Buying first home remains a pipe dream for young Vietnamese

By Dat Nguyen   October 31, 2019 | 08:10 pm PT
Buying first home remains a pipe dream for young Vietnamese
Apartment buildings seen in Hoang Mai District, Hanoi. Photo by VnExpress/Nhat Quang.
Surging prices and a decline in the supply of affordable apartments are making it almost impossible for young Vietnamese to buy their first home.

Pham Hoai Nam used to think that being a grown-up means having a stable job, a good salary, a beautiful girlfriend, and his own house.

Now, at age 28, he is able to check off all of those items except the last one.

"My girlfriend and I plan to get married next year, and our only major concern now is finding a place to live," Nam, who works as an electronics salesman in Hanoi, says.

He is among many young Vietnamese in major cities who are finding that their dream of owning a home is becoming increasingly elusive as real estate prices rise faster than incomes amid a decline in affordable apartment supply.

A young person might have to save for two decades to buy their first house in Ho Chi Minh City, Pham Lam, CEO of real estate firm DKRA Vietnam, said at a recent forum.

In the country’s largest city, where per capita income last year was $6,300, or $525 a month, the country’s highest, the cheapest homes cost around VND1.5 billion ($64,500), he said.

"Without financial support from their family, a young person would find it very difficult to buy their first home."

Data from DKRA shows that prices of grade C, or affordable, apartments have increased by 50-60 percent in the last five years as supply dwindled.

They have risen from VND16 million ($688) per square meter in 2015 to VND25 million ($1,075) now.

Grade C apartments accounted for 30 percent of supply in 2016, but have almost fallen to zero as of September this year.

The supply of affordable apartments has been declining because investors typically focus on premium projects which are more profitable, the Ho Chi Minh City Real Estate Association said in a recent report.

Social housing projects struggle to get completed for various reasons including a lack of credit. Since a VND30 trillion ($1.3 billion) line of credit extended by the government to revitalize the real estate sector ended in 2016, over 200 social housing projects have been left unfinished in the country, according to a recent report submitted to the National Assembly by the Ministry of Construction.

In Hanoi the average apartment price had risen by 30 percent since 2014 to $1,300 per square meter last year, according to real estate firm Savills.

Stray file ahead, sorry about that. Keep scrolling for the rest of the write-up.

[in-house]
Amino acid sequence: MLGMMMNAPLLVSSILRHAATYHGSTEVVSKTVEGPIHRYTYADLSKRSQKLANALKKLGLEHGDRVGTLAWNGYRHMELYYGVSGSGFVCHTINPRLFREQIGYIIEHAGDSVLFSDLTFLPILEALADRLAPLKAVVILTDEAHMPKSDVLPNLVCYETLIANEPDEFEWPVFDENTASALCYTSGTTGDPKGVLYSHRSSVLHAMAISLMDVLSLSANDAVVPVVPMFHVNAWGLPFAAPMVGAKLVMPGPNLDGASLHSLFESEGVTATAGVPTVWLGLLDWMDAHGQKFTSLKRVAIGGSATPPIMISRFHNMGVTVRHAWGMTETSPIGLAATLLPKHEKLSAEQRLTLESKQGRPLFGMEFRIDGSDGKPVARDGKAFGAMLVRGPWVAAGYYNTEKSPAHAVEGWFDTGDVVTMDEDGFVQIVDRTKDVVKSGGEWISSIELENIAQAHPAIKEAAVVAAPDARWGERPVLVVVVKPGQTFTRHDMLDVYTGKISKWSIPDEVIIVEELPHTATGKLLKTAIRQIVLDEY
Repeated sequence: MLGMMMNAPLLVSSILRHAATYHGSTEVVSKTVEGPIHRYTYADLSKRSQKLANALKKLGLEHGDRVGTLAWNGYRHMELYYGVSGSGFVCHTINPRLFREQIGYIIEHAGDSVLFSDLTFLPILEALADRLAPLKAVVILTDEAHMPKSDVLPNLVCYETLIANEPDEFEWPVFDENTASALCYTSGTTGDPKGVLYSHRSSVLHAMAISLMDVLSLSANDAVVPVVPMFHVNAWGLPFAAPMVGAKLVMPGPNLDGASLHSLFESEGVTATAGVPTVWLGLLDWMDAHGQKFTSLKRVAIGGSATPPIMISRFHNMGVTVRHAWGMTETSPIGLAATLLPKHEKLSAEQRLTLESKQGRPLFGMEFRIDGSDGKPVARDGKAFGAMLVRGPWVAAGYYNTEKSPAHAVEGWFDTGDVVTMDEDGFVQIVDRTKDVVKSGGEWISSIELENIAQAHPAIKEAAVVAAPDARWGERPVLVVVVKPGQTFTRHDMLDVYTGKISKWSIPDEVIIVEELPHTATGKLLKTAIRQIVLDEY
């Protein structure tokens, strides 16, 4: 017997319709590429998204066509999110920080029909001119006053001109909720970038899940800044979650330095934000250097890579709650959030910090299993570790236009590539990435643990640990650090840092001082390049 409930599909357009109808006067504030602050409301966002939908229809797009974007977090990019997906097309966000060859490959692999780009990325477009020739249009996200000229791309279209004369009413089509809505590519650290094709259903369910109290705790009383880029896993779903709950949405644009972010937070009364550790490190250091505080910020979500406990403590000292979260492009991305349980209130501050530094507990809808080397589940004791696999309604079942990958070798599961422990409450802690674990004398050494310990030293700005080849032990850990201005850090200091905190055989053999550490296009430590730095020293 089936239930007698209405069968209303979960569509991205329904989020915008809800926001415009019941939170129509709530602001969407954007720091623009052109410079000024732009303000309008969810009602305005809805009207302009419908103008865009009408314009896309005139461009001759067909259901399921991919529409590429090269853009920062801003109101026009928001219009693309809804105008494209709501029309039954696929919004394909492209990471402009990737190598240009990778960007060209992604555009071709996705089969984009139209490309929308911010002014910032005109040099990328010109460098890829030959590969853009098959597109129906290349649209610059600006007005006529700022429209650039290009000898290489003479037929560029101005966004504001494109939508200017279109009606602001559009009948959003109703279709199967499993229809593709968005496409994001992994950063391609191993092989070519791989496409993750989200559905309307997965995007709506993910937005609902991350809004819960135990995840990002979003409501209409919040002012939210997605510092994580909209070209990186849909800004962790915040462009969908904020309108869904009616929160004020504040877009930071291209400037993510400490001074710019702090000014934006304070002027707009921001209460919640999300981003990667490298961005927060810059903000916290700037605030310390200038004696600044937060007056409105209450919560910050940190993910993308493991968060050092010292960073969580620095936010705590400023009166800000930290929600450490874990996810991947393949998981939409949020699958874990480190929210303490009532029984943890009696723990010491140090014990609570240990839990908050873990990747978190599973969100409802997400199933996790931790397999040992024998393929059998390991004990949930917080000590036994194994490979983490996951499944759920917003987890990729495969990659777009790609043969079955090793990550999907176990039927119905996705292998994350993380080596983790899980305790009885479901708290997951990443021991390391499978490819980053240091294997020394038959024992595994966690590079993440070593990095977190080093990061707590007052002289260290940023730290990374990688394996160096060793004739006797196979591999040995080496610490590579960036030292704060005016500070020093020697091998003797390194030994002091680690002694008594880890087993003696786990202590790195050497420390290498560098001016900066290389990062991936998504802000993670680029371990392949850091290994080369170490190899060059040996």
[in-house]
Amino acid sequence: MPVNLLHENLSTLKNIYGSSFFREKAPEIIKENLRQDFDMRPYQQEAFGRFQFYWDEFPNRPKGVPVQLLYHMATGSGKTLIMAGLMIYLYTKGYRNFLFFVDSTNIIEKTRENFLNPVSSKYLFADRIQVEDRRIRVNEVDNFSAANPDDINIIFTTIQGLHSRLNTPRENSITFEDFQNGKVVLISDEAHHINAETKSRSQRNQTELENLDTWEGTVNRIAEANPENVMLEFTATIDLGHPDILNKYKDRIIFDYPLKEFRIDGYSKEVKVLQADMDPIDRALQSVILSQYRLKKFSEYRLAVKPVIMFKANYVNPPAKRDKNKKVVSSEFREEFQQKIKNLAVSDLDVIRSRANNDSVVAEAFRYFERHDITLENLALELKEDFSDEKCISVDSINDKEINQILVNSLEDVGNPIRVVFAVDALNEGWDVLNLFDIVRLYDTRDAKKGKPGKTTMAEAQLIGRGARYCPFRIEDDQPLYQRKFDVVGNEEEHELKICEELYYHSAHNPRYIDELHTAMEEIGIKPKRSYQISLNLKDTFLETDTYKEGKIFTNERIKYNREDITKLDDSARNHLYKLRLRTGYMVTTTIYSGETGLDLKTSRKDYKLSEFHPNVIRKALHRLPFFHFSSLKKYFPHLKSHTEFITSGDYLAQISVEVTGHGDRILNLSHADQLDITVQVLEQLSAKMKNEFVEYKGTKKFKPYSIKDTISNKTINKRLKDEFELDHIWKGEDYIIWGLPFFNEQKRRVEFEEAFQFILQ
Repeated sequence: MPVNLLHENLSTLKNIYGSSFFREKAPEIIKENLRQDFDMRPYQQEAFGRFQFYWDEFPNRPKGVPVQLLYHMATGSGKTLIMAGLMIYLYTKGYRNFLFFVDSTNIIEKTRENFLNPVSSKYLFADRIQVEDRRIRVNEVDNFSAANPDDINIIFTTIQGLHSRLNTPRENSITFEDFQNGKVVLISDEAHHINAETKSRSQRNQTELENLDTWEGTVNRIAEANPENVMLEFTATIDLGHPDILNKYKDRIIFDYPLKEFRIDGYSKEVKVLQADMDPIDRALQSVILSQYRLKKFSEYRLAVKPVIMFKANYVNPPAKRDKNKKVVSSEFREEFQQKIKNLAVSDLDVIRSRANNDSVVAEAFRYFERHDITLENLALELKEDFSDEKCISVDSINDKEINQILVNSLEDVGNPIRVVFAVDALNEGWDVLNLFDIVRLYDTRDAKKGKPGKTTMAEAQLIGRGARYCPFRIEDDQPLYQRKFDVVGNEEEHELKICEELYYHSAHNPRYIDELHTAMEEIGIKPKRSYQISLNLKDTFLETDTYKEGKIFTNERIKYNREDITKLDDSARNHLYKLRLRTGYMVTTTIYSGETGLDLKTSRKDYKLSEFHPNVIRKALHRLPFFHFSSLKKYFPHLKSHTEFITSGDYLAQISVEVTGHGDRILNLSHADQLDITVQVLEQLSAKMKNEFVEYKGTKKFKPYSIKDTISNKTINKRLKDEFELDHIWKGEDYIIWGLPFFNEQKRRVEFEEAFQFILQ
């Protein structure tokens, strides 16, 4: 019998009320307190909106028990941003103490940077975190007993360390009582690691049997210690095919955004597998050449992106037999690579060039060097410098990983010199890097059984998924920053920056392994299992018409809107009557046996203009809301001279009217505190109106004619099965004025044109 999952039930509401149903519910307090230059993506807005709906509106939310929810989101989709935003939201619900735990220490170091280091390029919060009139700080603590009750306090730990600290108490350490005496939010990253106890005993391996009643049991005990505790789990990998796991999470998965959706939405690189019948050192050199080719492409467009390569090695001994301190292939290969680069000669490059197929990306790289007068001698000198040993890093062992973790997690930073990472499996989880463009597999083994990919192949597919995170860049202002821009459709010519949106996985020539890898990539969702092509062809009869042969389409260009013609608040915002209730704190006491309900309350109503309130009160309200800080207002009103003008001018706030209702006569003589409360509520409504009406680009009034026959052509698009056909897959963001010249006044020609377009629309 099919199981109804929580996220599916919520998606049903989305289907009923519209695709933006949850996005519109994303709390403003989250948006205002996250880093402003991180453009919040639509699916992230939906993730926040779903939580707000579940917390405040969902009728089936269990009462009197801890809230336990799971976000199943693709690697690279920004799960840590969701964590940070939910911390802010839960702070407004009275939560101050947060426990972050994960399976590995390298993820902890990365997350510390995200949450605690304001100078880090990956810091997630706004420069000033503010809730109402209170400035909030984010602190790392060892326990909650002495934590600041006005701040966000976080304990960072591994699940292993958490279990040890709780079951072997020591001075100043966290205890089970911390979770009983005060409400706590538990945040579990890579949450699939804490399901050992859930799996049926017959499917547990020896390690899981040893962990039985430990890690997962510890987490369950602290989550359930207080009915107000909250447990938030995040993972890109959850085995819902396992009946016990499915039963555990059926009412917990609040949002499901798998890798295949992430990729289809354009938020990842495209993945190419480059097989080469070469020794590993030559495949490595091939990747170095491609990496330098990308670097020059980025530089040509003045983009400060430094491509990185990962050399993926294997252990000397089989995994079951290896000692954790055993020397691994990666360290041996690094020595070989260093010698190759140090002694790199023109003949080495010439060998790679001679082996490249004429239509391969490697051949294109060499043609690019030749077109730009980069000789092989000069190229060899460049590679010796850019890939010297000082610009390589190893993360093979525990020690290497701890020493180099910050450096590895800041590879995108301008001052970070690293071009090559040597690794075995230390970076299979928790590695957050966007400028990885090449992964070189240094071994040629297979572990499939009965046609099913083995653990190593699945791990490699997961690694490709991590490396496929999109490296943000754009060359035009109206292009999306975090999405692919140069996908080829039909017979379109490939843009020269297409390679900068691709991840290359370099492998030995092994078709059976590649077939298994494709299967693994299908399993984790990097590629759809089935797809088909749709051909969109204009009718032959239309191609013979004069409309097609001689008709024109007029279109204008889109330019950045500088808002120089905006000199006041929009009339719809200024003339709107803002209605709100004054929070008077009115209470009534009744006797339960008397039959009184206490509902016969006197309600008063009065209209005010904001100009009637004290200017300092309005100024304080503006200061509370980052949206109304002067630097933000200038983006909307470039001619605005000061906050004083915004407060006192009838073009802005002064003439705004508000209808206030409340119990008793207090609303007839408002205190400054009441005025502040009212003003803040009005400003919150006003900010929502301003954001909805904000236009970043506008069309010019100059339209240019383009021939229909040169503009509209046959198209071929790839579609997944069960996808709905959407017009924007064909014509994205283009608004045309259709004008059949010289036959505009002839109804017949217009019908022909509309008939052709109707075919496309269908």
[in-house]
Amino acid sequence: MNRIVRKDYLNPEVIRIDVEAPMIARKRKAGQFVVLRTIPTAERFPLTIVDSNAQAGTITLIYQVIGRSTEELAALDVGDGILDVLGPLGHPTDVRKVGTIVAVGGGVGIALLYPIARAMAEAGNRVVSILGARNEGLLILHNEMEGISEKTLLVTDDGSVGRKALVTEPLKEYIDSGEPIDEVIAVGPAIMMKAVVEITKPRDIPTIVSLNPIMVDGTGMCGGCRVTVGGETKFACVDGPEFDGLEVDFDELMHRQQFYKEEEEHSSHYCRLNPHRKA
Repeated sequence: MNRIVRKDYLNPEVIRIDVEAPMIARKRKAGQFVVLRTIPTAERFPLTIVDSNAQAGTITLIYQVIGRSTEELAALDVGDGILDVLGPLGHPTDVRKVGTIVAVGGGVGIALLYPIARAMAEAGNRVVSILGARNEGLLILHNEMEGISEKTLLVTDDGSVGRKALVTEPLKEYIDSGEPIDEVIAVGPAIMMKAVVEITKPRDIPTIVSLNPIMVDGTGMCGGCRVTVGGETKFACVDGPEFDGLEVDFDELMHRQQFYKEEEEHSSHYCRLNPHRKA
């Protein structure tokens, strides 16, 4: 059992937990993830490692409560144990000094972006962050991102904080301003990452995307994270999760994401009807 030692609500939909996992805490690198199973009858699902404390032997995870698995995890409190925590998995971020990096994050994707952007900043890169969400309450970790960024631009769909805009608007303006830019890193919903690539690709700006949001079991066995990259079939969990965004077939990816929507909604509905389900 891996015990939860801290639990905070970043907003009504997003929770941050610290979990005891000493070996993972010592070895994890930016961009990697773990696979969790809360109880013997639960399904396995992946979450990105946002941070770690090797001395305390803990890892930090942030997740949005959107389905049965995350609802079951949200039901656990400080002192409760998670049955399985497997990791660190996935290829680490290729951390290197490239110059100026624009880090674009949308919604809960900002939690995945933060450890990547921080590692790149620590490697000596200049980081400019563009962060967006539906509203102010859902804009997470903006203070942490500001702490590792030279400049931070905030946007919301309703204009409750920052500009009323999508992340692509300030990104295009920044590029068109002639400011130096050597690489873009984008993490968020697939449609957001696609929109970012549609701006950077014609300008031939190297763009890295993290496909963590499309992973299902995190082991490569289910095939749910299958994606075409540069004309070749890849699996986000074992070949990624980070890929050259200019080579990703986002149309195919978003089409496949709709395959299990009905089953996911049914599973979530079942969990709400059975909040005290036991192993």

These price tags intimidate young people. Nam, who has a monthly salary of VND20 million ($860), or 2.5 times the Hanoi average, struggles to find a way to buy a VND1.4 billion ($60,200) one-bedroom apartment in the southern Cau Giay District.

Living with a friend in a rented place which costs him about VND4 million ($172) a month, he is able to save only VND8 million ($344).

He says wistfully that by the time he is able to buy a house, "I might have 2 kids and will need a house twice the size and price."

Even getting mortgages is a challenge. Lam estimated at the conference that a person with a VND15 million ($645) monthly salary in HCMC would have only VND3.8 million ($163) left if they have to pay off their mortgage after putting half the money for the house upfront.

Ngo Quang Phuc, CEO of real estate firm Phu Dong Group, said a person must have a salary of VND20 million ($860) a month to spend half of that on paying off the mortgage.

Real estate expert Dang Hung Vo said one of the reasons for the surging prices is speculation.

"Vietnamese residents are free to own multiple real estate units without any major consequences, and this should be restricted with a second-home tax policy."

In developed countries, banks have many credit options to support low-income buyers of first homes, while in Vietnam this is still very new, he said.

He proposed that the government should involve private investors in housing for low-income people instead of relying on public funding, which is limited.

However, Lam said young people could still afford first homes if they were willing to move to non-central business districts, where properties are cheaper, albeit far away from their work places. They can move later to more expensive homes that are closer to downtown areas, he added.

According to some real estate experts, first home ownership is not only a challenge for Vietnamese residents but also for those in developed countries. Saving for a down payment in top U.S. cities takes 27 years on average, real estate firm Unison said in a report released in June. 30 percent of millennials thought they were more likely to win the lottery than own a home, its survey found.

Young Vietnamese do have the option to turn to their family for support. Tran Hoai Thuong, 30, manager at a backpacker hostel in downtown Hanoi, got married and together with her husband bought a VND1.7 billion ($73,100) apartment, with 70 percent of the money provided by parents on both sides.

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